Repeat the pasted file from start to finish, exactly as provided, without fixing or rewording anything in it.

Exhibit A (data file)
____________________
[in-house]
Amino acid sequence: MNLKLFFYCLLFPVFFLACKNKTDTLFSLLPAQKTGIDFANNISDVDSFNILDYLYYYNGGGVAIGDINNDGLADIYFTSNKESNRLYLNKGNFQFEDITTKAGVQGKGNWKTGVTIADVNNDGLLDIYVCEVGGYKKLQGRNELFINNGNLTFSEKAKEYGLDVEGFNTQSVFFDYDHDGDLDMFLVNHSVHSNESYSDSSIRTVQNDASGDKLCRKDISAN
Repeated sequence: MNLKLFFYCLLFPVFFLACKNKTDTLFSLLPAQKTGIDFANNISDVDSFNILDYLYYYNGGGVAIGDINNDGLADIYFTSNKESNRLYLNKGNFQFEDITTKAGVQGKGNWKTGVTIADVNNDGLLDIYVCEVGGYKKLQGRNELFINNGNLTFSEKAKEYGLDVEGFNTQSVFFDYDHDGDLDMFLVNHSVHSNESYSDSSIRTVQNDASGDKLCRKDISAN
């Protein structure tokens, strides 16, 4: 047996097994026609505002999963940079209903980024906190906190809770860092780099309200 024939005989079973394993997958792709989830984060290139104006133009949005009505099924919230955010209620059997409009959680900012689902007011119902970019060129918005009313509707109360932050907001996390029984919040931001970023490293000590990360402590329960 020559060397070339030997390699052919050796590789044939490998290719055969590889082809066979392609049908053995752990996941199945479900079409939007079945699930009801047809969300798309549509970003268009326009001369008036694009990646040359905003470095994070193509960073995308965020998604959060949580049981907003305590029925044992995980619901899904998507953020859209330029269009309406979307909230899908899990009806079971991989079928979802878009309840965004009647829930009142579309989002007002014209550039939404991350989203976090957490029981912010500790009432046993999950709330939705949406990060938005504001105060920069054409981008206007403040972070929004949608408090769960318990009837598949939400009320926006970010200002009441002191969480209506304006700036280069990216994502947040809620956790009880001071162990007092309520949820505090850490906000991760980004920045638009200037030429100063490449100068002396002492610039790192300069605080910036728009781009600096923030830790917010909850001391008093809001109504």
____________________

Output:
[in-house]
Amino acid sequence: MNLKLFFYCLLFPVFFLACKNKTDTLFSLLPAQKTGIDFANNISDVDSFNILDYLYYYNGGGVAIGDINNDGLADIYFTSNKESNRLYLNKGNFQFEDITTKAGVQGKGNWKTGVTIADVNNDGLLDIYVCEVGGYKKLQGRNELFINNGNLTFSEKAKEYGLDVEGFNTQSVFFDYDHDGDLDMFLVNHSVHSNESYSDSSIRTVQNDASGDKLCRKDISAN
Repeated sequence: MNLKLFFYCLLFPVFFLACKNKTDTLFSLLPAQKTGIDFANNISDVDSFNILDYLYYYNGGGVAIGDINNDGLADIYFTSNKESNRLYLNKGNFQFEDITTKAGVQGKGNWKTGVTIADVNNDGLLDIYVCEVGGYKKLQGRNELFINNGNLTFSEKAKEYGLDVEGFNTQSVFFDYDHDGDLDMFLVNHSVHSNESYSDSSIRTVQNDASGDKLCRKDISAN
């Protein structure tokens, strides 16, 4: 047996097994026609505002999963940079209903980024906190906190809770860092780099309200 024939005989079973394993997958792709989830984060290139104006133009949005009505099924919230955010209620059997409009959680900012689902007011119902970019060129918005009313509707109360932050907001996390029984919040931001970023490293000590990360402590329960 020559060397070339030997390699052919050796590789044939490998290719055969590889082809066979392609049908053995752990996941199945479900079409939007079945699930009801047809969300798309549509970003268009326009001369008036694009990646040359905003470095994070193509960073995308965020998604959060949580049981907003305590029925044992995980619901899904998507953020859209330029269009309406979307909230899908899990009806079971991989079928979802878009309840965004009647829930009142579309989002007002014209550039939404991350989203976090957490029981912010500790009432046993999950709330939705949406990060938005504001105060920069054409981008206007403040972070929004949608408090769960318990009837598949939400009320926006970010200002009441002191969480209506304006700036280069990216994502947040809620956790009880001071162990007092309520949820505090850490906000991760980004920045638009200037030429100063490449100068002396002492610039790192300069605080910036728009781009600096923030830790917010909850001391008093809001109504």